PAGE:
By Maria Saporta
As published in the Atlanta Business Chronicle on October 9, 2015.
For more than 30 years, Decatur-based The Task Force for Global Health has been quietly saving and improving the lives of millions of people around the world.
Its secret sauce? Collaboration.
On Oct. 12, pioneers in global health will celebrate the 30th anniversary of the Task Force at an event at the Carter Center by challenging itself and its partners by asking: What will it take to end diseases of extreme poverty?
Dr. Mark Rosenberg, president and CEO of the Task Force since 1999, said attention is being targeted on “global health equity.”
In many ways, that’s what the Task Force has been doing since day one.
Actually 31 years ago, Dr. Bill Foege, Bill Watson and Carol Walters formed the Task Force for Child Survival and Development. They were able to convince then-Emory University President Jim Laney to provide administrative support with one goal in mind: Developed nations were vaccinating 80 percent of their children while only 20 percent of children in developing nations were being vaccinated. If a concerted effort could be made to vaccinate 80 percent of the children in developing countries, it would save the lives of 3,000 kids a day.
International agencies had been working on the effort for years, but vaccination rates had been stuck at 20 percent.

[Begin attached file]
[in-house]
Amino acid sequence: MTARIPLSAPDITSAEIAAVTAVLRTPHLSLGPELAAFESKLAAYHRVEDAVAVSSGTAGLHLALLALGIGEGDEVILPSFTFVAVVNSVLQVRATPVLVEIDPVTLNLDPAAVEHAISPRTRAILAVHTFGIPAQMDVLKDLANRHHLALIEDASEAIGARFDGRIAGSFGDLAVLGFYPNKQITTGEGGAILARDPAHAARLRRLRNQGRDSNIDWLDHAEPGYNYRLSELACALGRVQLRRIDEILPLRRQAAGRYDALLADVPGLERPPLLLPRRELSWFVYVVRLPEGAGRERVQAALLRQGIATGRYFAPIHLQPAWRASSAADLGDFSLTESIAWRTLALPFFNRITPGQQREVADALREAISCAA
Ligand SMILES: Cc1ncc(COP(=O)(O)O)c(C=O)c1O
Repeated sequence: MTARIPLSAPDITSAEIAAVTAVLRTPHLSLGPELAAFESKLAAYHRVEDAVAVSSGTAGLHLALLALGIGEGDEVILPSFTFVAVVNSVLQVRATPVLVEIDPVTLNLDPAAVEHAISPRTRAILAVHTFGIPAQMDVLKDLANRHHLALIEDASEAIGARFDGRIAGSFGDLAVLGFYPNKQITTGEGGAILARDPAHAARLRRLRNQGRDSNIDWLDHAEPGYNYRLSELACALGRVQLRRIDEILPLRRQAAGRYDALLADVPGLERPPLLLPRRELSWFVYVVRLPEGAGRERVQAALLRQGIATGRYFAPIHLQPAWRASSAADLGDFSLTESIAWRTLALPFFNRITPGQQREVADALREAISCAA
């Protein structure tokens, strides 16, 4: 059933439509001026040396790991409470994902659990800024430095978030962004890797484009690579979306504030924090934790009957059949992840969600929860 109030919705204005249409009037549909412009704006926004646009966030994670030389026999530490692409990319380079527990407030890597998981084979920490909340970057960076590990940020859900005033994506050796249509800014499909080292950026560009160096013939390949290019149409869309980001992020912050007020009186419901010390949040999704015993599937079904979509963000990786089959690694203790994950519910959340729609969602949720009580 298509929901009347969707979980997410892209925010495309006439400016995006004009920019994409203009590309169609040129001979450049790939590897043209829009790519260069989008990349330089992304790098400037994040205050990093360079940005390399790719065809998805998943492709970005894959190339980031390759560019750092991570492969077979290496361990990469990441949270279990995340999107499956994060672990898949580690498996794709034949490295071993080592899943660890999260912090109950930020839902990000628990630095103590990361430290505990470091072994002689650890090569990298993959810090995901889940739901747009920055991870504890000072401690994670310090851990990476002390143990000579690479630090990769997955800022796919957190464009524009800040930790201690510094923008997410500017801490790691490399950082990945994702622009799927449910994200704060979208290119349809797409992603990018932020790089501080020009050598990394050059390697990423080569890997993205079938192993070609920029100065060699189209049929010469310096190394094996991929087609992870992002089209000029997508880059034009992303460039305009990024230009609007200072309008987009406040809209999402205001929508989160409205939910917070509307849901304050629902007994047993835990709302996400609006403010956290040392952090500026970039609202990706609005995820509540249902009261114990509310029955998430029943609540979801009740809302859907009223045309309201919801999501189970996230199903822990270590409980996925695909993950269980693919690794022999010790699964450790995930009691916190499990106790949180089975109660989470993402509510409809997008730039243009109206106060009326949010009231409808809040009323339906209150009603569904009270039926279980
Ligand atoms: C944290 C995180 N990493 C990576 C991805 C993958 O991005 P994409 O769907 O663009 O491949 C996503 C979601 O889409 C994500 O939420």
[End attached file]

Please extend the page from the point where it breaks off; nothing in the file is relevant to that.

So Foege decided a collaborative approach was need. The Task Force, the World Health Organization, the World Bank, UNICEF, the United Nations Development Program and the Rockefeller Foundation forged a partnership that jointly raised money and developed a coordinated plan to tackle the vaccination effort.
In six years — from 1984 to 1990 — they were able to reach their goal of 80 percent in developing countries. The UNICEF leader at the time, Jim Grant, called it the largest peacetime mobilization in history.
When victory was declared, Foege had intended to disband the Task Force. But people soon realized that the secret formula of the Task Force could be applied to other initiatives.
“As we worked, we saw that the collaborative approach could accomplish very good things,” Rosenberg said. “It became clear that there more issues we could accomplish through collaboration.”
Among the pioneers who will be at the Oct. 12 celebration are Foege, who will receive a special tribute; Jim Yong Kim, group president of the World Bank; Howard Hiatt, former dean of the Harvard University School of Public Health; and Paul Farmer, co-founder and chief strategist of Partners in Health.
Rosenberg said the occasion will be an appropriate time to ask, “Where did we come from? What have we done? Where are we? And where do we go from here?”
The Task Force for Global Health, with annual contributions (cash and in-kind) expected to be $1.6 billion in its 2015 fiscal year, is the largest nonprofit in Georgia and ranks fourth in the United States.